The coronavirus, which originated in China late last year, has begun its definite spread across the globe. Each day brings news of new infections, and new countries in which symptoms of the virus have been observed. But one surprising locus for the diffusing virus is now Iran, far from China. Continue reading
The world’s attention is fixated on Singapore, the venue for a summit that not long ago looked like it wouldn’t happen.
Discussion between Kim Jong-un and Donald Trump was imperilled by the former’s intransigence and the latter’s rashness. Trump dictated an intemperate letter to Kim on May 24 cancelling the thing. It looked as though that was that. Continue reading
Review – War in 140 Characters: How Social Media Is Reshaping Conflict in the Twenty-First Century by David Patrikarakos
The commercial internet changed the world. That much is conventional wisdom.
Similarly, its importance in the contemporary scene, largely in the form of social media, which features in what is termed ‘Web 2.0’, is sacrosanct.
It has altered the way billions of people communicate and has changed the nature of that communication. Its influence on politics is accepted to be vast, with some political figures practically defined by their use of one particular website: Twitter. Continue reading
Once again, Tony Blair is in the news. A merry-go-round of stories swirls around the former British prime minister. Many of them are luridly drawn, some nonsensical. A new story concerns the perpetual question of Blair being prosecuted for the Iraq war. Continue reading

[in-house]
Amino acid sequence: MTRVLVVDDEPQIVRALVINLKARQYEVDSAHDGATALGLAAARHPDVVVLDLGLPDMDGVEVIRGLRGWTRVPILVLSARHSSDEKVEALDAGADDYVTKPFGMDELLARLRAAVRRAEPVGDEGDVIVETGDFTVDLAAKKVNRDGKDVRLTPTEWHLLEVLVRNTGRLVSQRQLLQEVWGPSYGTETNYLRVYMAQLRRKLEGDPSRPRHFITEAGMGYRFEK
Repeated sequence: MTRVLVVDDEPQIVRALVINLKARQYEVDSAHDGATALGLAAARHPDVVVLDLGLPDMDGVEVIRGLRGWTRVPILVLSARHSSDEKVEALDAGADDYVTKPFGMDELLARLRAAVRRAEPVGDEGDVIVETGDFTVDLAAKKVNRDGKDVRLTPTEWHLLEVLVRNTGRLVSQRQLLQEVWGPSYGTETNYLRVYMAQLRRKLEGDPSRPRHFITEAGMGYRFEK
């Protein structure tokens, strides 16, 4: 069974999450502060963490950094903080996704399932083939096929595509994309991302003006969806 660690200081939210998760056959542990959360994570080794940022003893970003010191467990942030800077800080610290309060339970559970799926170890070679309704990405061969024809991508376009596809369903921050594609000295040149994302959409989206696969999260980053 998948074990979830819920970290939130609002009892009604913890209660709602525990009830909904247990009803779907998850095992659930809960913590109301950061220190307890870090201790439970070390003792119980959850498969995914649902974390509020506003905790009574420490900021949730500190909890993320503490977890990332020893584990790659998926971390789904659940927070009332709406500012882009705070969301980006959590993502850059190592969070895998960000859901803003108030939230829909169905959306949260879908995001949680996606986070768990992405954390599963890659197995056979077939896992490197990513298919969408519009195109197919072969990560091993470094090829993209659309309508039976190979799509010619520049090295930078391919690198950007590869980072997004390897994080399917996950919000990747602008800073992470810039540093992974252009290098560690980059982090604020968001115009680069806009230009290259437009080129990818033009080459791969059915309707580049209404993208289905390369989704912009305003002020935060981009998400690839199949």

In the West, North Korea used to be a punchline. The hermit state was known to be repressive and its leaders were seen to be deeply cruel. But amid stories of man-made famines and mass starvation, prison systems and summary executions, Western journalists found something else to write about. Continue reading
The people disappeared in Syria’s military prisons do not have graves, but they do have names. They may not have been accorded funeral rites, but they have faces and stories and their families have memories of their presence. The war which has destroyed much of Syria can be localised: to a family, to a single person, to a face. And within the wider war lurk stories of cruelty and barbarism which affect individuals but whose effects spiral outwards. These specific instances of savagery become institutionalised. Continue reading